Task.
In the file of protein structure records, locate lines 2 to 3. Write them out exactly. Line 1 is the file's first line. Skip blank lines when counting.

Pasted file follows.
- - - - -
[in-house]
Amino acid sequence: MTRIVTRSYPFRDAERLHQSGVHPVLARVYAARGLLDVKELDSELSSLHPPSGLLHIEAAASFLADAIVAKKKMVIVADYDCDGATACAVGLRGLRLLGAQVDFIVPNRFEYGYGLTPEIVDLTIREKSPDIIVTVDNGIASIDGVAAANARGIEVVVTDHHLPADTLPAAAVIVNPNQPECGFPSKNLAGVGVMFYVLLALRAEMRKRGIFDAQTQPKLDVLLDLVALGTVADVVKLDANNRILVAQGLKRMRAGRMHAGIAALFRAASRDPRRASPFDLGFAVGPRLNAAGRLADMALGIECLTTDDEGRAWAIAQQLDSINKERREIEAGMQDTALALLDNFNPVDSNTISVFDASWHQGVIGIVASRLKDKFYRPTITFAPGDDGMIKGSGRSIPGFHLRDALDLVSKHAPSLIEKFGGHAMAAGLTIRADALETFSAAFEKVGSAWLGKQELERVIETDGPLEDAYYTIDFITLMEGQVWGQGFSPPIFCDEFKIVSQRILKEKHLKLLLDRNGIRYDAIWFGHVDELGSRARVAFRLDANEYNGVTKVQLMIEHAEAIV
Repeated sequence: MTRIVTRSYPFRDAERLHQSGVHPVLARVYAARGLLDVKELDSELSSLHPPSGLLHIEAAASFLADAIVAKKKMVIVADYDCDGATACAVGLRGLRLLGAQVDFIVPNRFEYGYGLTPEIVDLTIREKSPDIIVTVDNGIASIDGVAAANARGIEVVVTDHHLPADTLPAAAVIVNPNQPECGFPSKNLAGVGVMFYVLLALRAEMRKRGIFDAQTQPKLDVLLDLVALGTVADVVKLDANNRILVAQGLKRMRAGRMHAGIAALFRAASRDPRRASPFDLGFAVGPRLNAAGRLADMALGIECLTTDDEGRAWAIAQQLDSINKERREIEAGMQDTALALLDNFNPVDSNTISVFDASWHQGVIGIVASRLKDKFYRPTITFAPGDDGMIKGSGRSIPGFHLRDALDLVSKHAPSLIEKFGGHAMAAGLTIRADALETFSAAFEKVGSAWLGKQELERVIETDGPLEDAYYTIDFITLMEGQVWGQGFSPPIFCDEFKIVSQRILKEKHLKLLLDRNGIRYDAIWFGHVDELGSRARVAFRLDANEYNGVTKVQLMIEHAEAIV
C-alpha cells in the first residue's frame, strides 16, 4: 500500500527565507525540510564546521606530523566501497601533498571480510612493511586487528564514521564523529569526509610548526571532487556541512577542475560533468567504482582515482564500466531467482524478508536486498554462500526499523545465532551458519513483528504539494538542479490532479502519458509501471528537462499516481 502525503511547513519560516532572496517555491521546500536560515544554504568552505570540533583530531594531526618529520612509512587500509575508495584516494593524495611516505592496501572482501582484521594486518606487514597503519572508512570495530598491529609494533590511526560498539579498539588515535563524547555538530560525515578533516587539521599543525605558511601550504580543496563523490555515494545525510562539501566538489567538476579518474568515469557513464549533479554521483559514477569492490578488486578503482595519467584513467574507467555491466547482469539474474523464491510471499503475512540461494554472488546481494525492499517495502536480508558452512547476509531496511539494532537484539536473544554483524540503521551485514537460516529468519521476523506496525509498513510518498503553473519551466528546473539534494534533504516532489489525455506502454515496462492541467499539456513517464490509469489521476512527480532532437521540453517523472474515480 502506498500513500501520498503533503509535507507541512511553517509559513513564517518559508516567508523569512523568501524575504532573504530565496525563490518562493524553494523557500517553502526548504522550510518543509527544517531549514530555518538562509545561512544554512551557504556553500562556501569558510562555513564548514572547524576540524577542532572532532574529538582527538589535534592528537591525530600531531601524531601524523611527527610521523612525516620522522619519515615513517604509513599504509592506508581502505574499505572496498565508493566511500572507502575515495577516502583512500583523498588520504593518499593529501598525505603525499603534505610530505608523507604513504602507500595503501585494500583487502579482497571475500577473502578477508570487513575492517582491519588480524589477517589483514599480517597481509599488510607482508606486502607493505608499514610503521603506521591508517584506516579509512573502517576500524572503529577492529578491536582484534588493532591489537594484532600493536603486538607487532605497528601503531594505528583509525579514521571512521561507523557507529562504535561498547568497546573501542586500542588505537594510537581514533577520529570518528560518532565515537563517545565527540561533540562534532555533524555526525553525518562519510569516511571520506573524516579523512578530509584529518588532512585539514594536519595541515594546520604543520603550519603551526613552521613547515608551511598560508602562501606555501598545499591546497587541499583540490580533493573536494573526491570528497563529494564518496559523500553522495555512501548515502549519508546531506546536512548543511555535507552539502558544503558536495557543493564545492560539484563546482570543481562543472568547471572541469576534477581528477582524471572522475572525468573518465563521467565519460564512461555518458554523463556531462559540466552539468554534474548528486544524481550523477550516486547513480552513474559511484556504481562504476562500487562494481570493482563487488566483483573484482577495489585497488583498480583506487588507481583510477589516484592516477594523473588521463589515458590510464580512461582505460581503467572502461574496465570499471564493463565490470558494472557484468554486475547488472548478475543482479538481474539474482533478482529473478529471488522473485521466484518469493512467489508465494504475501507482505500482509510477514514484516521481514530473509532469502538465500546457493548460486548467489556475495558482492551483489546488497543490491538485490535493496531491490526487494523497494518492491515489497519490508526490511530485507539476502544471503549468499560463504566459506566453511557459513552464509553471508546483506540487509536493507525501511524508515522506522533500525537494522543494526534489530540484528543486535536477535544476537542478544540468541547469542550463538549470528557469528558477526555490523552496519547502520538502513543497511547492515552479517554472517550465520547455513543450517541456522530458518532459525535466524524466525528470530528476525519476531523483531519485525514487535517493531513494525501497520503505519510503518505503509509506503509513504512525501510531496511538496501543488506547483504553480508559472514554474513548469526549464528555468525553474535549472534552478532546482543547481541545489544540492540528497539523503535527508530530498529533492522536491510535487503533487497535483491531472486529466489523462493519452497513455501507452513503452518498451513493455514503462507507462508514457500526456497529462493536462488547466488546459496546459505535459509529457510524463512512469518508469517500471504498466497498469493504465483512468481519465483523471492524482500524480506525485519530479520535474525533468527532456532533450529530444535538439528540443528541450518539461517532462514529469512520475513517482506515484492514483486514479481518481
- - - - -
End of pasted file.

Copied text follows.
Amino acid sequence: MTRIVTRSYPFRDAERLHQSGVHPVLARVYAARGLLDVKELDSELSSLHPPSGLLHIEAAASFLADAIVAKKKMVIVADYDCDGATACAVGLRGLRLLGAQVDFIVPNRFEYGYGLTPEIVDLTIREKSPDIIVTVDNGIASIDGVAAANARGIEVVVTDHHLPADTLPAAAVIVNPNQPECGFPSKNLAGVGVMFYVLLALRAEMRKRGIFDAQTQPKLDVLLDLVALGTVADVVKLDANNRILVAQGLKRMRAGRMHAGIAALFRAASRDPRRASPFDLGFAVGPRLNAAGRLADMALGIECLTTDDEGRAWAIAQQLDSINKERREIEAGMQDTALALLDNFNPVDSNTISVFDASWHQGVIGIVASRLKDKFYRPTITFAPGDDGMIKGSGRSIPGFHLRDALDLVSKHAPSLIEKFGGHAMAAGLTIRADALETFSAAFEKVGSAWLGKQELERVIETDGPLEDAYYTIDFITLMEGQVWGQGFSPPIFCDEFKIVSQRILKEKHLKLLLDRNGIRYDAIWFGHVDELGSRARVAFRLDANEYNGVTKVQLMIEHAEAIV
Repeated sequence: MTRIVTRSYPFRDAERLHQSGVHPVLARVYAARGLLDVKELDSELSSLHPPSGLLHIEAAASFLADAIVAKKKMVIVADYDCDGATACAVGLRGLRLLGAQVDFIVPNRFEYGYGLTPEIVDLTIREKSPDIIVTVDNGIASIDGVAAANARGIEVVVTDHHLPADTLPAAAVIVNPNQPECGFPSKNLAGVGVMFYVLLALRAEMRKRGIFDAQTQPKLDVLLDLVALGTVADVVKLDANNRILVAQGLKRMRAGRMHAGIAALFRAASRDPRRASPFDLGFAVGPRLNAAGRLADMALGIECLTTDDEGRAWAIAQQLDSINKERREIEAGMQDTALALLDNFNPVDSNTISVFDASWHQGVIGIVASRLKDKFYRPTITFAPGDDGMIKGSGRSIPGFHLRDALDLVSKHAPSLIEKFGGHAMAAGLTIRADALETFSAAFEKVGSAWLGKQELERVIETDGPLEDAYYTIDFITLMEGQVWGQGFSPPIFCDEFKIVSQRILKEKHLKLLLDRNGIRYDAIWFGHVDELGSRARVAFRLDANEYNGVTKVQLMIEHAEAIV